This is a semi-behind the scenes look at the Editorial Panel.
When one starts to write an article they obviously need a topic. But this can be very difficult. Now that we are writing multiple articles a week there are very few truly fresh articles that can be written.
So when you think of a topic any given member of the editorial panel needs to cross-check it across all of the other previous articles. Once this has been done, it is imperative that the article has relevance to the community. Generally an article focused on a 4 month old update does not seize the attention of the community. Then, is the topic writable? Is it possible to write a decent length article on the subject? Here is an example of the general development of an article.
Not only this: there are many subtopics of articles that can be chosen. An article can be opinionated, neutral, factual, or simply meant to spark debate on the forums. In this case, we have a factual article.
Then it is really important that you take into account the reader. You can’t go on a thirty-page well-written rant about the problem of Real World Trading in Warcraft. As a slightly more subtle example, if something is already being debated on the forums, generally interest is focused on that. Also, the forum-goers will going to be interested in newer updates.
This is even more difficult if an opinionated topic is taken. In the case of an opinionated topic you definitely should not spark anger in all of your readers.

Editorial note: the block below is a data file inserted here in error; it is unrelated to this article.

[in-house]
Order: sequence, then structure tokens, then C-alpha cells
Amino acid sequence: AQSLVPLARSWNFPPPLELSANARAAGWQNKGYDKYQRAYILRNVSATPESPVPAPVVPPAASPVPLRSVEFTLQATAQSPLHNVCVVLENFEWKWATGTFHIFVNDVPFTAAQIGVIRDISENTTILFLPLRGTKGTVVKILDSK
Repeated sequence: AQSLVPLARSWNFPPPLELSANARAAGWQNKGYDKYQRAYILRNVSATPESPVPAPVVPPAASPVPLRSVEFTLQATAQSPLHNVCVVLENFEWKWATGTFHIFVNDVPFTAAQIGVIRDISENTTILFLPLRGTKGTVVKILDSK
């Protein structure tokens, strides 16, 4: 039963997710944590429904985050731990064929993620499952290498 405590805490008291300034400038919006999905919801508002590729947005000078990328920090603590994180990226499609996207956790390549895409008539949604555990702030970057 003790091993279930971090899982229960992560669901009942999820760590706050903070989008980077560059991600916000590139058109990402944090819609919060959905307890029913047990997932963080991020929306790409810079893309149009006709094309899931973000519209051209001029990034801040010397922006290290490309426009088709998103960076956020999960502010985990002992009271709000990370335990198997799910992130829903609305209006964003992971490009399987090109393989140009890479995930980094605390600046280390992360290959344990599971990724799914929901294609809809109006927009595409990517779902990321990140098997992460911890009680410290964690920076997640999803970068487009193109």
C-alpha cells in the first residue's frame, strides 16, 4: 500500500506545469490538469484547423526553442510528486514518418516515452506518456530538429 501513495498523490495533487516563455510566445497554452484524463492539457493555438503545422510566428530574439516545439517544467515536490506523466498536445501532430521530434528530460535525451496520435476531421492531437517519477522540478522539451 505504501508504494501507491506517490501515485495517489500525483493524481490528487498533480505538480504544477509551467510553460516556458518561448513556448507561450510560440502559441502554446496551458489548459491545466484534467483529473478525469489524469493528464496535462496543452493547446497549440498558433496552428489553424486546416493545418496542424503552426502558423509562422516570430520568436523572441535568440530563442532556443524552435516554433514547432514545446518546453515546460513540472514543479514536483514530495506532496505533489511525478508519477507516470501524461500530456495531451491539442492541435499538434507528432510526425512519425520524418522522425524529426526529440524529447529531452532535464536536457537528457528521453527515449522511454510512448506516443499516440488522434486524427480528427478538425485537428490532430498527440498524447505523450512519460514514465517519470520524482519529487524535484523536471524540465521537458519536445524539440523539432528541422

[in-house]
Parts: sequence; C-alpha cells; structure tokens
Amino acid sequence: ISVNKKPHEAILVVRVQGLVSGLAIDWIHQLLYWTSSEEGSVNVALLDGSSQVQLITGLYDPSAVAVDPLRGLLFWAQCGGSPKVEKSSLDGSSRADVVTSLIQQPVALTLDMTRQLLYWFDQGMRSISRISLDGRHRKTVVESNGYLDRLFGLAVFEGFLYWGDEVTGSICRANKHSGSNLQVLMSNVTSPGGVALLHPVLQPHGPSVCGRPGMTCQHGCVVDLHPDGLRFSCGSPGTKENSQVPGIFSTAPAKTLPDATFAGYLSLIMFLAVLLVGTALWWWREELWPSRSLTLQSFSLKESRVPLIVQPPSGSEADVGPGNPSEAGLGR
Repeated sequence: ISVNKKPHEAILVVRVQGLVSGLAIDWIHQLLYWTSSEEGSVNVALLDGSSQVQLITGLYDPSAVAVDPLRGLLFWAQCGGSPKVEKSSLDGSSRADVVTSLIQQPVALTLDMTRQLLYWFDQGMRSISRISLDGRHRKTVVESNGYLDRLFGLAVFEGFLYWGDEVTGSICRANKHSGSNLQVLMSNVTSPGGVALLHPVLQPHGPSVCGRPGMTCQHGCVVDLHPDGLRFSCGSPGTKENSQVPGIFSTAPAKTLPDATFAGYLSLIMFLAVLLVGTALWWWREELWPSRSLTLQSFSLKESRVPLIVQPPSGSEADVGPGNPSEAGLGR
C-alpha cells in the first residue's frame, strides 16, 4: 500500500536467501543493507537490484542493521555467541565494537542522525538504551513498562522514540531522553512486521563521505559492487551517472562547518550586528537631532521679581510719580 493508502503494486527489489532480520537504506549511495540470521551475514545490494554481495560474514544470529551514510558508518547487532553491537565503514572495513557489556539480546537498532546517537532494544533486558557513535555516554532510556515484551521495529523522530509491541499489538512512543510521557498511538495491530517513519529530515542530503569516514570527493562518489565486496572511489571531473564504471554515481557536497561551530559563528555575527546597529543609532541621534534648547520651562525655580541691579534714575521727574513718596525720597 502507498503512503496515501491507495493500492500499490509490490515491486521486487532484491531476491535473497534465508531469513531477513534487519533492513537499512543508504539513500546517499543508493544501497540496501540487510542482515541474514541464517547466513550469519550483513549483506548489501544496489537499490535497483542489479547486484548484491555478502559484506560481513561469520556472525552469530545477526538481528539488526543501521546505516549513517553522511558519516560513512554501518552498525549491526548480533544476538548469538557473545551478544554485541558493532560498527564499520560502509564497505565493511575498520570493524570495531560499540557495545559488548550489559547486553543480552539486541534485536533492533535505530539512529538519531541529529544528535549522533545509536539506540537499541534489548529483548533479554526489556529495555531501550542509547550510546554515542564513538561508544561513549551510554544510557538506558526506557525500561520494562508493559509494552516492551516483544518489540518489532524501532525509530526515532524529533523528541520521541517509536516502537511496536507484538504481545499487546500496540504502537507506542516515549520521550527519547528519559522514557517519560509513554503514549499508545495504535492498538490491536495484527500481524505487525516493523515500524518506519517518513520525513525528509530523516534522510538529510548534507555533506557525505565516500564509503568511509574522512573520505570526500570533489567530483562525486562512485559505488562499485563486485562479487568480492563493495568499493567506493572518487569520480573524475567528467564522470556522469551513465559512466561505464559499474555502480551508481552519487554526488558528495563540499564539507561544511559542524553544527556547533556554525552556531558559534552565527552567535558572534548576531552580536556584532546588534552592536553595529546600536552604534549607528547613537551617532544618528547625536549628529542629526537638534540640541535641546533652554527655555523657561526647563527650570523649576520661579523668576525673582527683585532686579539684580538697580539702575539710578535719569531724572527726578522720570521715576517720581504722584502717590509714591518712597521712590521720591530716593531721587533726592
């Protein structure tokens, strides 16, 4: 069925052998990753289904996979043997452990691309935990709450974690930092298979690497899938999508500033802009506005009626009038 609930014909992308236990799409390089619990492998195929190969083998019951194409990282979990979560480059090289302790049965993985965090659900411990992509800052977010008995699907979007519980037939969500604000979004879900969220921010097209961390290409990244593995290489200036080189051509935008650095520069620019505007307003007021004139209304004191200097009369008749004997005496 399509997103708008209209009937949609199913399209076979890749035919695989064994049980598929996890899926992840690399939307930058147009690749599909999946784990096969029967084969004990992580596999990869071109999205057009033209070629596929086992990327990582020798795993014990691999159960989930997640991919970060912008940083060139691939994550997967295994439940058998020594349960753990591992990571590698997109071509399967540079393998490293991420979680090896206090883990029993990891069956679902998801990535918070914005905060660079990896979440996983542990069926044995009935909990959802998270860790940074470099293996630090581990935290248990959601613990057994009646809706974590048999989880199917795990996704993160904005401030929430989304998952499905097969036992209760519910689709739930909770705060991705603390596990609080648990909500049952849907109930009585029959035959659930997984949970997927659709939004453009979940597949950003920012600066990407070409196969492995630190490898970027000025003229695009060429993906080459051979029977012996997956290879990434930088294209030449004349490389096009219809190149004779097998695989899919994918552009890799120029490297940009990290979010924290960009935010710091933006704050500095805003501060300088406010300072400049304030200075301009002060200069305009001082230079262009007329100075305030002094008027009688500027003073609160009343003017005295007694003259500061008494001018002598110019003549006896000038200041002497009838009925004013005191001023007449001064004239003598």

Once a topic is thought of the article must be flushed in. If you are going to reference any figures or examples they must be researched, and sometimes this involves playing a little bit of RuneScape yourself.
Then comes the analysis of this data. What does it mean, how was is caused how can it be fixed. Ts Stormrage’s article this week demonstrates how an article can include possible solutions for a problem.
As well, the editorial panel does obviously not have unilateral views: we are not the Borg. For this reason, although articles do not need to be entirely one sided, they must be open to all views.
There are also two other types of articles from the community: one is a response to a previous article and the other is an article itself. Sometimes these come in well-written but are edited for coherency or grammar etc.
Then the article is looked upon by other members of the staff and edited, trying to improve it to the type of quality we need. As a reminder, we are still accepting Tip it Times guest articles and responses to articles. To find out more be sure to visit this topic.
After looking at this article, we hope that you greater understand and appreciate what happens before it magically appears on the main page.